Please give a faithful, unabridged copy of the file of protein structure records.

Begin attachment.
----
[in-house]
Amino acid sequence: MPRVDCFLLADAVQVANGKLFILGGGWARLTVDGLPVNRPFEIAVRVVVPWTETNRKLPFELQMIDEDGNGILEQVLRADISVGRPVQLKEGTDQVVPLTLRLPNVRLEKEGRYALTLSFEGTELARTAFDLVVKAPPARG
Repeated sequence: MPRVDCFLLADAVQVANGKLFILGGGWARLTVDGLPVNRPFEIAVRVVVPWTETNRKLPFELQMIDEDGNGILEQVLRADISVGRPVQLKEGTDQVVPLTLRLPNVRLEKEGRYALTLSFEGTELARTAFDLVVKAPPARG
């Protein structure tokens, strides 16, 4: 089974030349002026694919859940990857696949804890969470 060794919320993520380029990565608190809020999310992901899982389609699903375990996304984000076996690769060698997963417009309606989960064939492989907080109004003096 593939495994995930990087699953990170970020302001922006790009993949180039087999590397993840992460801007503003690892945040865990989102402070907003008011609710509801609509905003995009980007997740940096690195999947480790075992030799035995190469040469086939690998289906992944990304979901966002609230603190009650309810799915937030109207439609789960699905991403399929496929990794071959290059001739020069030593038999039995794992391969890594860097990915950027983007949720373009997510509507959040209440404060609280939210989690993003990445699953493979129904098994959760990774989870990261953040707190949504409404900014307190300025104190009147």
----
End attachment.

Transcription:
[in-house]
Amino acid sequence: MPRVDCFLLADAVQVANGKLFILGGGWARLTVDGLPVNRPFEIAVRVVVPWTETNRKLPFELQMIDEDGNGILEQVLRADISVGRPVQLKEGTDQVVPLTLRLPNVRLEKEGRYALTLSFEGTELARTAFDLVVKAPPARG
Repeated sequence: MPRVDCFLLADAVQVANGKLFILGGGWARLTVDGLPVNRPFEIAVRVVVPWTETNRKLPFELQMIDEDGNGILEQVLRADISVGRPVQLKEGTDQVVPLTLRLPNVRLEKEGRYALTLSFEGTELARTAFDLVVKAPPARG
């Protein structure tokens, strides 16, 4: 089974030349002026694919859940990857696949804890969470 060794919320993520380029990565608190809020999310992901899982389609699903375990996304984000076996690769060698997963417009309606989960064939492989907080109004003096 593939495994995930990087699953990170970020302001922006790009993949180039087999590397993840992460801007503003690892945040865990989102402070907003008011609710509801609509905003995009980007997740940096690195999947480790075992030799035995190469040469086939690998289906992944990304979901966002609230603190009650309810799915937030109207439609789960699905991403399929496929990794071959290059001739020069030593038999039995794992391969890594860097990915950027983007949720373009997510509507959040209440404060609280939210989690993003990445699953493979129904098994959760990774989870990261953040707190949504409404900014307190300025104190009147």